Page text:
• Assessment of Fecal Exposure Pathways in Low-Income Urban Neighborhoods in Accra, Ghana: Rationale, Design, Methods, and Key Findings of the SaniPath Study.

      Robb, Katharine; Null, Clair; Teunis, Peter; Yakubu, Habib; Armah, George; Moe, Christine L (2017-10)
      Rapid urbanization has contributed to an urban sanitation crisis in low-income countries. Residents in low-income, urban neighborhoods often have poor sanitation infrastructure and services and may experience frequent exposure to fecal contamination through a range of pathways. There are little data to prioritize strategies to decrease exposure to fecal contamination in these complex and highly contaminated environments, and public health priorities are rarely considered when planning urban sanitation investments. The SaniPath Study addresses this need by characterizing pathways of exposure to fecal contamination. Over a 16 month period, an in-depth, interdisciplinary exposure assessment was conducted in both public and private domains of four neighborhoods in Accra, Ghana. Microbiological analyses of environmental samples and behavioral data collection techniques were used to quantify fecal contamination in the environment and characterize the behaviors of adults and children associated with exposure to fecal contamination. Environmental samples (n = 1,855) were collected and analyzed for fecal indicators and enteric pathogens. A household survey with 800 respondents and over 500 hours of structured observation of young children were conducted. Approximately 25% of environmental samples were collected in conjunction with structured observations (n = 441 samples). The results of the study highlight widespread and often high levels of fecal contamination in both public and private domains and the food supply. The dominant fecal exposure pathway for young children in the household was through consumption of uncooked produce. The SaniPath Study provides critical information on exposure to fecal contamination in low-income, urban environments and ultimately can inform investments and policies to reduce these public health risks.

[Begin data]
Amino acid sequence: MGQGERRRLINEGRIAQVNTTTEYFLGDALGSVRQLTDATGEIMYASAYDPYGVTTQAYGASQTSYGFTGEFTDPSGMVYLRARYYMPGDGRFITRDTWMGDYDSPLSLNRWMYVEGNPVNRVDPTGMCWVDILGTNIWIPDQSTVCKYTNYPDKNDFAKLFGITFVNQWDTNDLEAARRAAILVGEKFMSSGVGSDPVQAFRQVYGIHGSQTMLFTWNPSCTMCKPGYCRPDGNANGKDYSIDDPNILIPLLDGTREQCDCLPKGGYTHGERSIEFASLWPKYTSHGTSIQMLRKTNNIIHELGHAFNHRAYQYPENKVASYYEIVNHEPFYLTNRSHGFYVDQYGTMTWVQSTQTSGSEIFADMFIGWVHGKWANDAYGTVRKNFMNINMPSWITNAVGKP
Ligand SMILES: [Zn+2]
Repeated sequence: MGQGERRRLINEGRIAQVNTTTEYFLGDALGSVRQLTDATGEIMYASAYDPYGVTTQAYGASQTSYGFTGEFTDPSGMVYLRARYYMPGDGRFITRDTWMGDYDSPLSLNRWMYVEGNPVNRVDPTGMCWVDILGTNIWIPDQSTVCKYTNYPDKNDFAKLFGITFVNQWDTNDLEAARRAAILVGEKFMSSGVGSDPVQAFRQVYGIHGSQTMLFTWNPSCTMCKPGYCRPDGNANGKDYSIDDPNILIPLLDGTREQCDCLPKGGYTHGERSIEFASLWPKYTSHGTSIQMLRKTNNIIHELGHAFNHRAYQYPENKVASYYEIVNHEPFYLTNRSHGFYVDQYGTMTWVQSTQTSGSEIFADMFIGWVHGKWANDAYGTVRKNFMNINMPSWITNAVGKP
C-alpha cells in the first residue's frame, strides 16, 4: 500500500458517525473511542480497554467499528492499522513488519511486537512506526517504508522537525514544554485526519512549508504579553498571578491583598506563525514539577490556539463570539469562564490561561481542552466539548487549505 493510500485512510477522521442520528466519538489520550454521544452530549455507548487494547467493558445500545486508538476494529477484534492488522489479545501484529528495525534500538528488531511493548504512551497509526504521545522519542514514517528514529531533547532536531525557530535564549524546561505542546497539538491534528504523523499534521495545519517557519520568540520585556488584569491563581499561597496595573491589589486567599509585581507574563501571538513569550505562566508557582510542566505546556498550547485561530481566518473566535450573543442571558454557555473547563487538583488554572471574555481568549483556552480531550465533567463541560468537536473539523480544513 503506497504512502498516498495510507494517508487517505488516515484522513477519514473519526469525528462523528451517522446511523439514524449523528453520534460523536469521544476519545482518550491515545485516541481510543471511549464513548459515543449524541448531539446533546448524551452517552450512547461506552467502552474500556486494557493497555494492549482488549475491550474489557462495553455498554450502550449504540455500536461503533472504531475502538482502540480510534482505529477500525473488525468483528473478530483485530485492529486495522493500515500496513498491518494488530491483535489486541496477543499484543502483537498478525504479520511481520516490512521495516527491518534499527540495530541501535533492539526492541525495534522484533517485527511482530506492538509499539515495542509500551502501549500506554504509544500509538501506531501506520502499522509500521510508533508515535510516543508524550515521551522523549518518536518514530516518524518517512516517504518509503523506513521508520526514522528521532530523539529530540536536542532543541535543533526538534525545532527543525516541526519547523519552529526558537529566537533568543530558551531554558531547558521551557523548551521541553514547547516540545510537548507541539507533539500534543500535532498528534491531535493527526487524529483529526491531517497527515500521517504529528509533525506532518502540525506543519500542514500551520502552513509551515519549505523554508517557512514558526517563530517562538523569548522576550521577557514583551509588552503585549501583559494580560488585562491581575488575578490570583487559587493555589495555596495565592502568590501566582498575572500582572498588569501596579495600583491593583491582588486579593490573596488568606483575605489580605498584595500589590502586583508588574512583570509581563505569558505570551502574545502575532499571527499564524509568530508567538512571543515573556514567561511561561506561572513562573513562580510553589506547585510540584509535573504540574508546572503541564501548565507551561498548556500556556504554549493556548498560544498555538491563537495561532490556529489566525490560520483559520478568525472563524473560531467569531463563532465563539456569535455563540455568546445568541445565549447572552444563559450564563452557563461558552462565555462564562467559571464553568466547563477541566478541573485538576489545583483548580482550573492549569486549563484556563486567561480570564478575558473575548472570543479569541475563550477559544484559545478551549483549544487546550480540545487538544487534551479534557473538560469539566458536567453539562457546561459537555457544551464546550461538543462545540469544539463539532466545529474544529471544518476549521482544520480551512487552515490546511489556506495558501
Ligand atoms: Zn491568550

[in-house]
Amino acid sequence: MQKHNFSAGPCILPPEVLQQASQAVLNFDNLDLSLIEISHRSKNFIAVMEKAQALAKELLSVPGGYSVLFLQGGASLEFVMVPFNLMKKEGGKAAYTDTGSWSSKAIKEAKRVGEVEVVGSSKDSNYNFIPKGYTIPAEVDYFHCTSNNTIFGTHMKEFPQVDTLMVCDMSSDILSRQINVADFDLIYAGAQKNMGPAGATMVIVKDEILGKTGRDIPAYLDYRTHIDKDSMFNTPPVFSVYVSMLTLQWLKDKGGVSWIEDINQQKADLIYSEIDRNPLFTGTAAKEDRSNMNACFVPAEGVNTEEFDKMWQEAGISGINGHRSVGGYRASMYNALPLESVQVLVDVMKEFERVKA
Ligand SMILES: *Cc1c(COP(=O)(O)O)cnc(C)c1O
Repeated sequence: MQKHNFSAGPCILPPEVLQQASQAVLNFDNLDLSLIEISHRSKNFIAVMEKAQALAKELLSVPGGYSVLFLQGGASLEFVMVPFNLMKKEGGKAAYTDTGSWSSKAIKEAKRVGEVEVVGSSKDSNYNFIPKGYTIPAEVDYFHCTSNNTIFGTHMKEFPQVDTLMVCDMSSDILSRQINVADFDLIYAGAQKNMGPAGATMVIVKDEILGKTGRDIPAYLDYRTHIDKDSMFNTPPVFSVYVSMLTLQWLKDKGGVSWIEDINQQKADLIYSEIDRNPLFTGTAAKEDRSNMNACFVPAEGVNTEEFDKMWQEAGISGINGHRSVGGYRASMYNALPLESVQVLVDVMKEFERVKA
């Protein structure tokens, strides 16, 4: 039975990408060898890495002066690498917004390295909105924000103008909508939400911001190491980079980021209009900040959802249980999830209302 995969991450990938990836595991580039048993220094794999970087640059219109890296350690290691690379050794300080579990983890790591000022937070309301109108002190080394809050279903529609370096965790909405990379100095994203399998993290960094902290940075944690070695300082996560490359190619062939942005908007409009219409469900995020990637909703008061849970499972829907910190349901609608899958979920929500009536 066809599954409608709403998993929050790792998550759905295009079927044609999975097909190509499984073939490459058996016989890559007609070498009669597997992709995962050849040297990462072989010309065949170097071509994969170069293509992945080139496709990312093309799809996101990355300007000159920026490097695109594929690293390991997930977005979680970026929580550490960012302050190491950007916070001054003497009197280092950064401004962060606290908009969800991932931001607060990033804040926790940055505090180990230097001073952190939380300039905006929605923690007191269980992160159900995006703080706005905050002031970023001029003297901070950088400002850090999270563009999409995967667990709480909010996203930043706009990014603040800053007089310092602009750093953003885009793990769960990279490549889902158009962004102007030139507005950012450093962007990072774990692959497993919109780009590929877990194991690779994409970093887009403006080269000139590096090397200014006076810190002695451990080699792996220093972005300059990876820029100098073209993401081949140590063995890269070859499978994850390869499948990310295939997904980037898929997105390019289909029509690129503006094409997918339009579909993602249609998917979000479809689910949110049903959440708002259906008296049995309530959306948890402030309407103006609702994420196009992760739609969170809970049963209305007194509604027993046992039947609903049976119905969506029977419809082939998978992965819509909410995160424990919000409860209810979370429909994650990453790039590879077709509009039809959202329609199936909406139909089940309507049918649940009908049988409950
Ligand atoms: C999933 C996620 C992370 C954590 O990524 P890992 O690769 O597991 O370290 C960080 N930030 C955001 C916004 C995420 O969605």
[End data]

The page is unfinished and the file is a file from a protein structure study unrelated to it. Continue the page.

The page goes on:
• Global estimates of mortality associated with long-term exposure to outdoor fine particulate matter.

      Burnett, Richard; Chen, Hong; Szyszkowicz, Mieczysław; Fann, Neal; Hubbell, Bryan; Pope, C Arden; Apte, Joshua S; Brauer, Michael; Cohen, Aaron; Weichenthal, Scott; Coggins, Jay; Di, Qian; Brunekreef, Bert; Frostad, Joseph; Lim, Stephen S; Kan, Haidong; Walker, Katherine D; Thurston, George D; Hayes, Richard B; Lim, Chris C; Turner, Michelle C; Jerrett, Michael; Krewski, Daniel; Gapstur, Susan M; Diver, W Ryan; Ostro, Bart; Goldberg, Debbie; Crouse, Daniel L; Martin, Randall V; Peters, Paul; Pinault, Lauren; Tjepkema, Michael; van Donkelaar, Aaron; Villeneuve, Paul J; Miller, Anthony B; Yin, Peng; Zhou, Maigeng; Wang, Lijun; Janssen, Nicole A H; Marra, Marten; Atkinson, Richard W; Tsang, Hilda; Quoc Thach, Thuan; Cannon, John B; Allen, Ryan T; Hart, Jaime E; Laden, Francine; Cesaroni, Giulia; Forastiere, Francesco; Weinmayr, Gudrun; Jaensch, Andrea; Nagel, Gabriele; Concin, Hans; Spadaro, Joseph V (2018)
      Exposure to ambient fine particulate matter (PM2.5) is a major global health concern. Quantitative estimates of attributable mortality are based on disease-specific hazard ratio models that incorporate risk information from multiple PM2.5 sources (outdoor and indoor air pollution from use of solid fuels and secondhand and active smoking), requiring assumptions about equivalent exposure and toxicity. We relax these contentious assumptions by constructing a PM2.5-mortality hazard ratio function based only on cohort studies of outdoor air pollution that covers the global exposure range. We modeled the shape of the association between PM2.5 and nonaccidental mortality using data from 41 cohorts from 16 countries-the Global Exposure Mortality Model (GEMM). We then constructed GEMMs for five specific causes of death examined by the global burden of disease (GBD). The GEMM predicts 8.9 million [95% confidence interval (CI): 7.5-10.3] deaths in 2015, a figure 30% larger than that predicted by the sum of deaths among the five specific causes (6.9; 95% CI: 4.9-8.5) and 120% larger than the risk function used in the GBD (4.0; 95% CI: 3.3-4.8). Differences between the GEMM and GBD risk functions are larger for a 20% reduction in concentrations, with the GEMM predicting 220% higher excess deaths. These results suggest that PM2.5 exposure may be related to additional causes of death than the five considered by the GBD and that incorporation of risk information from other, nonoutdoor, particle sources leads to underestimation of disease burden, especially at higher concentrations.